As with Sussumaniello and Ottavianello, Notardomenico too exhibits strong historic ties with the province of Brindisi, where it is often co-planted with Negroamaro and Malvasia Nera. In contrast to its “neighbours,” however, Notardomenico is never produced as a monovarietal wine, although a few courageous producers have experimented in that direction. Little planted, this variety develops a medium-small cluster, conical or cylindrical, winged or not, and medium compact; the berry is a lovely dark red tending to purple. In some communes around Brindisi, Notardomenico is much used for the production of rosés.
Known in France as Cinsaut, Ottavianello originated in all likelihood in Campania, in the Ottaviano area of the province of Naples, and was then introduced into Puglia, the province of Brindisi, by Marchese di Bugnano di San Vito dei Normanni in the .latter half of the 19th century. The cluster is medium-sized, long and pyramidal, non-winged and fairly compact; the purplish berry is delicate with heavy bloom. Today, Ottavianello has a strong bond with the Brindisi area, where, though not widely planted, it a primary variety in the Ostuni DOP; it is also included in numerous Salento DOPs, where it blends well with Negroamaro and Primitivo.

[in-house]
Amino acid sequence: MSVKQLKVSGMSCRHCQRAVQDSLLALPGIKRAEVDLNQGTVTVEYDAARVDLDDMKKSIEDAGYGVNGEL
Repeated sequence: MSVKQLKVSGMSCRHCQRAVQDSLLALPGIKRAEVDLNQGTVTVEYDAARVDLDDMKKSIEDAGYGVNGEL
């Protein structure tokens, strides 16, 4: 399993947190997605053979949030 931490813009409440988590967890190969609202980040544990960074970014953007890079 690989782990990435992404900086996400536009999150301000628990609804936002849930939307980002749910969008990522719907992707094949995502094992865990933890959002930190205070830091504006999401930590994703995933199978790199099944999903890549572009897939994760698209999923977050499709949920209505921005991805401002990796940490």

Sussumaniello, originating probably in Dalmatia, is a native Puglia grape that has been grown for centuries, in the province of Brindisi above all, and more generally throughout the Salento. It has aroused more recent interest among researchers, producers, and wine consumers inasmuch as Sussumaniello, traditionally utilised as an excellent blending grape with other varieties--often with Negroamaro and Malvasia Nera, with which it is co-planted--, is proving that it can give impressive results as a monovarietal wine.
Known also as Somarello Nero, it owes its name to the heavy crop it bears during its first ten years, when its shoots are “as heavily-laden as a donkey (somaro)”; its crop then decreases dramatically in successive years. It presents a compact cluster with small or semi-large berries that oddly enough do not develop astringent tannins, so that the grapes can undergo slow, lengthy macerations. It is included in the Salento DOP.